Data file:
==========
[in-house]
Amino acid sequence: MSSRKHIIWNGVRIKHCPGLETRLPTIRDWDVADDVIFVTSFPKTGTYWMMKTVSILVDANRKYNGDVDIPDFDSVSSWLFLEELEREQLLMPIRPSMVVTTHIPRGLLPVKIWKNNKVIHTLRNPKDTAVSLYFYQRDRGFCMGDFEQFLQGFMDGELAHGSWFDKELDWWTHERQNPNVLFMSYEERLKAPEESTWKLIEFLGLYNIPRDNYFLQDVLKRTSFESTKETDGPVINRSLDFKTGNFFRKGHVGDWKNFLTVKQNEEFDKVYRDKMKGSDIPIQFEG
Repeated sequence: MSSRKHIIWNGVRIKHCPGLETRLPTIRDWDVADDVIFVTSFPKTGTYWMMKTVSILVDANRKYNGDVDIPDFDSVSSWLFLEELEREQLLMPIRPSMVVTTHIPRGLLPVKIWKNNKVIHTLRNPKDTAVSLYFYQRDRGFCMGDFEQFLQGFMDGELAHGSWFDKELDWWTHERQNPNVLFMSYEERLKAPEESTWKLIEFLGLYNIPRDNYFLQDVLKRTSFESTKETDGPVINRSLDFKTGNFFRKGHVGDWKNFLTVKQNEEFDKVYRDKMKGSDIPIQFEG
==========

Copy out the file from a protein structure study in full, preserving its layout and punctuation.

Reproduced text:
[in-house]
Amino acid sequence: MSSRKHIIWNGVRIKHCPGLETRLPTIRDWDVADDVIFVTSFPKTGTYWMMKTVSILVDANRKYNGDVDIPDFDSVSSWLFLEELEREQLLMPIRPSMVVTTHIPRGLLPVKIWKNNKVIHTLRNPKDTAVSLYFYQRDRGFCMGDFEQFLQGFMDGELAHGSWFDKELDWWTHERQNPNVLFMSYEERLKAPEESTWKLIEFLGLYNIPRDNYFLQDVLKRTSFESTKETDGPVINRSLDFKTGNFFRKGHVGDWKNFLTVKQNEEFDKVYRDKMKGSDIPIQFEG
Repeated sequence: MSSRKHIIWNGVRIKHCPGLETRLPTIRDWDVADDVIFVTSFPKTGTYWMMKTVSILVDANRKYNGDVDIPDFDSVSSWLFLEELEREQLLMPIRPSMVVTTHIPRGLLPVKIWKNNKVIHTLRNPKDTAVSLYFYQRDRGFCMGDFEQFLQGFMDGELAHGSWFDKELDWWTHERQNPNVLFMSYEERLKAPEESTWKLIEFLGLYNIPRDNYFLQDVLKRTSFESTKETDGPVINRSLDFKTGNFFRKGHVGDWKNFLTVKQNEEFDKVYRDKMKGSDIPIQFEG